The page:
I am keeping a positive outlook about acquiring this piece of land, which stretches across the edge of the lake, one of the essential areas for our elephants. Negotiations are underway. All I can do right now is wait.
Co-existing with wild elephants
In the meantime, I am tracking the movement and land use of wild elephants in the area. There is one section of the care center land they frequent. All the collaborators have agreed that no care center land used by wild elephants will be blocked to them. Our goal is to be mindful that our project, although well meaning and helpful to captive elephants, not cause hardship to wild elephants who use the land.
We have identified a small corridor just inside the care center property, adjacent to the national forest, where wild elephants leave the forest to enter the care center property. They have a well-established path, which will remain open for their use.
Protecting this wild elephant corridor is another unexpected development that makes me even more excited about the care center project. Being able to create a healthy space for captive elephants to recover and thrive, while at the same time preserving land for wild elephants who migrate through the area, feels like the right thing to do.
Care center and bird sanctuary
With an estimated 180 different species of wild birds in the area, the care center property is already a bird sanctuary. Never before have I been so enthralled by bird watching but from day one I was in awe of the many different birds and their beauty.
The lakes draw a variety of fishing birds, from the Indian Pond Heron to the regal Brahminy Kite. Their nonstop activity, sometimes entertainingly comical, has sparked my interest in studying these winged creatures with whom I now share my space.
The animated and gutsy Blue Eared Kingfisher was the first to catch my attention. His fishing perch is feet from my outdoor office. The first time I watched him make a catch, I admit to being a bit shocked that this minute blue bundle of constant movement disarmed his prey by bashing its head against a rock.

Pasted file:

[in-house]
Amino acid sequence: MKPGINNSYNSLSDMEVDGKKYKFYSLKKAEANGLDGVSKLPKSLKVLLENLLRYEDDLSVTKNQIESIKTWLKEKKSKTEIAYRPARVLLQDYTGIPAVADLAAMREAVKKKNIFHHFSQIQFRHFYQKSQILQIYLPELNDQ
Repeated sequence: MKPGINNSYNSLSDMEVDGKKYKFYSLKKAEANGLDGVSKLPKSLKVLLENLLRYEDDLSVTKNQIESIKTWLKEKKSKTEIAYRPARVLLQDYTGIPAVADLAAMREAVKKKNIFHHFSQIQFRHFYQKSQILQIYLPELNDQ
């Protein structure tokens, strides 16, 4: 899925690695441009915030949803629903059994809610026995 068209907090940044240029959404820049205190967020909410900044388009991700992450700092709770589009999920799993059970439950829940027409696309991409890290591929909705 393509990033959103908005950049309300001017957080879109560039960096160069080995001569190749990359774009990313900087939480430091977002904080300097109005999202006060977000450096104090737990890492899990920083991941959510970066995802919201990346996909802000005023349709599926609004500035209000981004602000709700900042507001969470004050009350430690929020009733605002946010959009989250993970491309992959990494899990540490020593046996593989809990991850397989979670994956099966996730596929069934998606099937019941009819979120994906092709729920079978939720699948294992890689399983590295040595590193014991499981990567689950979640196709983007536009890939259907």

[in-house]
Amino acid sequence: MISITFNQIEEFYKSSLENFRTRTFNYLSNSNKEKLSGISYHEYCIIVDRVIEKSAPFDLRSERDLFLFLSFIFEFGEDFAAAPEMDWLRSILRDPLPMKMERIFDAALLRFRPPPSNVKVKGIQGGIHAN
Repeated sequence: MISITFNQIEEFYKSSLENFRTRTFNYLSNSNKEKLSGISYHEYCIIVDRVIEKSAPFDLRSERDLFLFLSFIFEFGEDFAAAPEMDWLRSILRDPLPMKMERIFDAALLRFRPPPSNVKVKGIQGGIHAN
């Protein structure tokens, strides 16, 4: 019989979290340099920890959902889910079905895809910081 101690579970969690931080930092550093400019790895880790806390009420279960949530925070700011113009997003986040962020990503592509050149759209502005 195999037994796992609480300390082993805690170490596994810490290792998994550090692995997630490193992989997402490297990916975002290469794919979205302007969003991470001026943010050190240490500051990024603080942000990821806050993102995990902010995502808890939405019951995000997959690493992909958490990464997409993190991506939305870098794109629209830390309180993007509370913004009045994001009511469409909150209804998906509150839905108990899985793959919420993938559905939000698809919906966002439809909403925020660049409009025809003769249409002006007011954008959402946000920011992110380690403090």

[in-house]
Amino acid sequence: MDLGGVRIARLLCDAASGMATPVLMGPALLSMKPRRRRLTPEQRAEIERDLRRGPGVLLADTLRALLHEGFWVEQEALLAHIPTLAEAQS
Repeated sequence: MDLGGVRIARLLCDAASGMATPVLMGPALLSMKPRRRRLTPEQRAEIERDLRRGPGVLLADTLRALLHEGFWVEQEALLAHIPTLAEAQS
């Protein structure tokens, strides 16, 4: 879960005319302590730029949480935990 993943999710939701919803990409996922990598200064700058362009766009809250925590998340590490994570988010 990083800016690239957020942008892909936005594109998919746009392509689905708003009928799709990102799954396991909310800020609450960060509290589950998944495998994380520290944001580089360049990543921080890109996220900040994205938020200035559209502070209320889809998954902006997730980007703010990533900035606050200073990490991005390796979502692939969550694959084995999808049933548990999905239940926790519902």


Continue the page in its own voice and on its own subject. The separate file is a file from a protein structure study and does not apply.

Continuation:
I’ve observed Brahminy Kites collecting branches for nest building, a trio of Red-Wattled Lapwings singing a chorus, a Black Shoulder Kite dive-bombing to catch a mouse and a Great Cormorant perching on a branch 30 feet above the lake on its awkward looking webbed feet. I’ve seen egrets of every size follow the resident horses, snatching up displaced insects. Then there were the stunning Rufous Treepie, Red Whiskered Bulbul and a pair of White Browed Wagtails who chased a Crested Serpent Eagle away from their favorite tree.
Being able to observe so much winged activity has opened a new world to me.
Survey and land
Surveying the expanded land is the next step required to move forward on this project. Acquiring the seven-acre parcel of land currently in negotiations will come after that, followed by a government endorsement of our expansion. All this needs to be accomplished before beginning construction.
Fencing and trenching
Only after the survey is completed, the extra parcel of land acquired and government approval secured can we begin work on the perimeter trenching and electric fence required to keep wild elephants out and our care center elephants chain-free inside. The fencing is estimated to cost $7 per foot/$36,000 per mile. The approximately four miles of trenching and electric fence will come to about $142,000.
Compare this to the average $100 per foot elephant sanctuaries in the US spend on fencing. For 7 percent of the cost, we can provide a safe and secure, chain-free environment for needy elephants in their authentic natural habitat while simultaneously protecting wild elephants and their land.
I am very anxious to move forward on this project but am cognizant that we cannot overlook any step or detail in our enthusiasm to make the care center a reality. If great journeys are launched one step at a time, who knows where helping one elephant at a time will take us.
Please visit my blog http://www.carolbuckley.com/elevisions/ and my Facebook page http://www.facebook.com/index.php?#!/carolbuckleyEAI so I can keep you updated on our progress as it happens!
Thank you for your interest and continued support. This care center promises to be more than any of us ever expected. Thank you for sharing my dream.
P.S. I am delighted with recent media coverage of our work. The Mumbai edition of The Midday covered my journey to India and the care center project,
And the Financial Chronicle mentioned the center in a moving review of the status of elephants in India.